We feel very lucky to have had a new arts and theatre centre built for the school and community with Government funding. It means we can underpin all areas of the curriculum with the arts. This practical, child-centred approach is proving invaluable, especially with the large number of children at our school who have English as an additional language.
During the initial design stage of the arts centre, the architects asked for the children's ideas and incorporated them into the plans and the children became increasingly involved in the building, both through contact with the architects and designers and through classroom activities.
In after-school art classes, they built scale models of the arts centre and came up with ideas about room size, layout and colour. They attended meetings where they discussed their ideas with the architects, builders and artists. It has really helped them feel the centre is theirs.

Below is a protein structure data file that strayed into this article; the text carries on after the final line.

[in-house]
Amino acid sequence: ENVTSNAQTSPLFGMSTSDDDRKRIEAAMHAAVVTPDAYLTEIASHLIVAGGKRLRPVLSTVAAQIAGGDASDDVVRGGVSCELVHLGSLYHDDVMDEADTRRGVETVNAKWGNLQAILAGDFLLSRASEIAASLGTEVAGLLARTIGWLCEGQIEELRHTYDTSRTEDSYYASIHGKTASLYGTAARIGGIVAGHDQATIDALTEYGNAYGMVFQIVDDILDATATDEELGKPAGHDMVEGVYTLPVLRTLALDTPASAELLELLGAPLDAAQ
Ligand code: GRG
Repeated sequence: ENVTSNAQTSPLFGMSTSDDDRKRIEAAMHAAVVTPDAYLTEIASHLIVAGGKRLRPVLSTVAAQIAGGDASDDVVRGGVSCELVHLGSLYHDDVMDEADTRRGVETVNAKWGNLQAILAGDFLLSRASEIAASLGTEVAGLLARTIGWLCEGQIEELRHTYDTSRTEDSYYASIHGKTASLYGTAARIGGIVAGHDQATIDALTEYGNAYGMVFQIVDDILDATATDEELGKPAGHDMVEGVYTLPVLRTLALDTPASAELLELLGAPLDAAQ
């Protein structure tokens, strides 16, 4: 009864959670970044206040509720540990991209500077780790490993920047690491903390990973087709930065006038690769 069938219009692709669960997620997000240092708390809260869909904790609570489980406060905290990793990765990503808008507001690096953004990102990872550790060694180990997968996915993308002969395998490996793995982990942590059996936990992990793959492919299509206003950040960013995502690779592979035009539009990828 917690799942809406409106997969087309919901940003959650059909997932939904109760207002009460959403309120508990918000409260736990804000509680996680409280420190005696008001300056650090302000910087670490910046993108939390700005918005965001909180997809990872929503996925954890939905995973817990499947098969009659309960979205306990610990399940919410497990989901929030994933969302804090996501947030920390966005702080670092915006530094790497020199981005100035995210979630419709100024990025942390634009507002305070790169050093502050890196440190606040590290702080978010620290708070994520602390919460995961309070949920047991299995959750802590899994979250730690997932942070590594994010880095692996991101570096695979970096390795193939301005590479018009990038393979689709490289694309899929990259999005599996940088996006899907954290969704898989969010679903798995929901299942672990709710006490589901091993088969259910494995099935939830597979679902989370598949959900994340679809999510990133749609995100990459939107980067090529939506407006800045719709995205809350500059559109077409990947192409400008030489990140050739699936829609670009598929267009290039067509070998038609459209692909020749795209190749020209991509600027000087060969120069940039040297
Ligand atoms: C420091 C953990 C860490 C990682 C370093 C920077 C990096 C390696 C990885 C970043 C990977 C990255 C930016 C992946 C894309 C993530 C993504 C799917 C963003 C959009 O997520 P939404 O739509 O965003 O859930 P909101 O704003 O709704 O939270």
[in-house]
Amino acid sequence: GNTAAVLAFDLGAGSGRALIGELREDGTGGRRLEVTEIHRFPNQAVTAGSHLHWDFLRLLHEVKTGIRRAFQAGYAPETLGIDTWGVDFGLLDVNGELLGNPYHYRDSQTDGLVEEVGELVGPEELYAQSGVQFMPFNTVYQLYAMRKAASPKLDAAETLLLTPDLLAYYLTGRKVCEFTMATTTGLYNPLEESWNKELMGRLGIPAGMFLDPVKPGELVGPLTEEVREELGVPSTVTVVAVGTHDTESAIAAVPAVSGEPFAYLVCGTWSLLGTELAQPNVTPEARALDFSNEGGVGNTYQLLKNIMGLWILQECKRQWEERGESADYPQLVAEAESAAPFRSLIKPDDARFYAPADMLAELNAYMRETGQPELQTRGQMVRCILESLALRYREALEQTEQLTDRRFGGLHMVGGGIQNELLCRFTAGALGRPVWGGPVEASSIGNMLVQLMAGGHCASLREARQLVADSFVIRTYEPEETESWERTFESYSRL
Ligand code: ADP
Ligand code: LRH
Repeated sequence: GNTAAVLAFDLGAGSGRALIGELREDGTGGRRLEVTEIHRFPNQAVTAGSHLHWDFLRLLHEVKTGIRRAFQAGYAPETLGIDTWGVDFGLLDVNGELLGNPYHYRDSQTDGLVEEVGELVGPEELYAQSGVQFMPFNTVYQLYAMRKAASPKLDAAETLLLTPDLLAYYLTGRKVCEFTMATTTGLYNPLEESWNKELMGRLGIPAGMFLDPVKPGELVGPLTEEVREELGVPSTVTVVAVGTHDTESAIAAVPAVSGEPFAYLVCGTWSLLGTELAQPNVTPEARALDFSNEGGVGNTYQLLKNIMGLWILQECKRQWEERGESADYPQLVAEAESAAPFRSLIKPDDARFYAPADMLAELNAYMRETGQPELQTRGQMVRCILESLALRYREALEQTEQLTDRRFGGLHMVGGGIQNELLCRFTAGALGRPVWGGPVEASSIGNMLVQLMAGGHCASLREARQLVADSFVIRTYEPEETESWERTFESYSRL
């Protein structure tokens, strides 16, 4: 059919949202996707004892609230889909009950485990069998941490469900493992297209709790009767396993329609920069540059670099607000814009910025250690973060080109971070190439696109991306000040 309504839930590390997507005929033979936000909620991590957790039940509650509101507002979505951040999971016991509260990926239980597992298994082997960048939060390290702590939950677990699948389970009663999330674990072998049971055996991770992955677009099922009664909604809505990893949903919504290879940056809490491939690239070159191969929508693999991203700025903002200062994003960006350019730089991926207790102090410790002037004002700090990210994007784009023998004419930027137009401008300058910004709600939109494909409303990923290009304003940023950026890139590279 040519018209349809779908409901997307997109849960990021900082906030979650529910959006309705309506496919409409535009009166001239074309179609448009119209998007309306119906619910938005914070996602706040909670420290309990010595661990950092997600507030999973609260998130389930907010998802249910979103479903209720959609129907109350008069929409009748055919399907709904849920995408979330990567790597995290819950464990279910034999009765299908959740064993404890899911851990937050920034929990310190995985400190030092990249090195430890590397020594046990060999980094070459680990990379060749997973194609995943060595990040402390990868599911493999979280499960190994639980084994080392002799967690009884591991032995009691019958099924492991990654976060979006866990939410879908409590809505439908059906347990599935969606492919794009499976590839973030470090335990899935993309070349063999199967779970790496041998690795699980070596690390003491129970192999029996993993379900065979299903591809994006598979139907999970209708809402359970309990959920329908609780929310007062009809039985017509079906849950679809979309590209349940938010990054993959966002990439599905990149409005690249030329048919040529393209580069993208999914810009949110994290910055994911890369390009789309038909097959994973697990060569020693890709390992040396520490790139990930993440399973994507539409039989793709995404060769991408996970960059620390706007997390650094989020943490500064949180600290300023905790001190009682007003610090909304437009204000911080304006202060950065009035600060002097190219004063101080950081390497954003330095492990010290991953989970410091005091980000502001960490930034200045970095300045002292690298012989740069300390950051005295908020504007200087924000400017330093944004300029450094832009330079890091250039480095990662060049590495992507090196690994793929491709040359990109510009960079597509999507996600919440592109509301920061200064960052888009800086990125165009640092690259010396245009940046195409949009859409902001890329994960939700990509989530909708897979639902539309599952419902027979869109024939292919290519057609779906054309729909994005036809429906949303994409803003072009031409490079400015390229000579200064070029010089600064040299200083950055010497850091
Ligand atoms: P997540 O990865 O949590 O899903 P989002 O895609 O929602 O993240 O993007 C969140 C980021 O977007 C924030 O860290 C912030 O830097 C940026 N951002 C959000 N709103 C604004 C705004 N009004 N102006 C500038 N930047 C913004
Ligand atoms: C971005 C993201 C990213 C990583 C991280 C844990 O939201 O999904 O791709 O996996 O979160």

One Year 6 class worked with an artist to design the outside paving area and this became the focus of their artwork for the autumn term. They used a variety of media to experiment with and explore the techniques and colours which would create an impressive entrance. The children's designs were transferred on to the paving slabs at the entrance. They look fantastic.
During an environmental study in geography, one Year 4 class suggested that the arts centre could be bordered with flower beds, which would enhance the overall appearance. This suggestion was developed and we now have a regular after-school gardening club helping maintain the garden.
The Ark arts centre has been running for several months and all the ideas that were contributed by the children can be seen. We are still taking full advantage of the opportunities to link not only the performance spaces, but the building itself with the children's learning.
Year 5 class teacher, Sparkenhoe Community Primary School, Leicester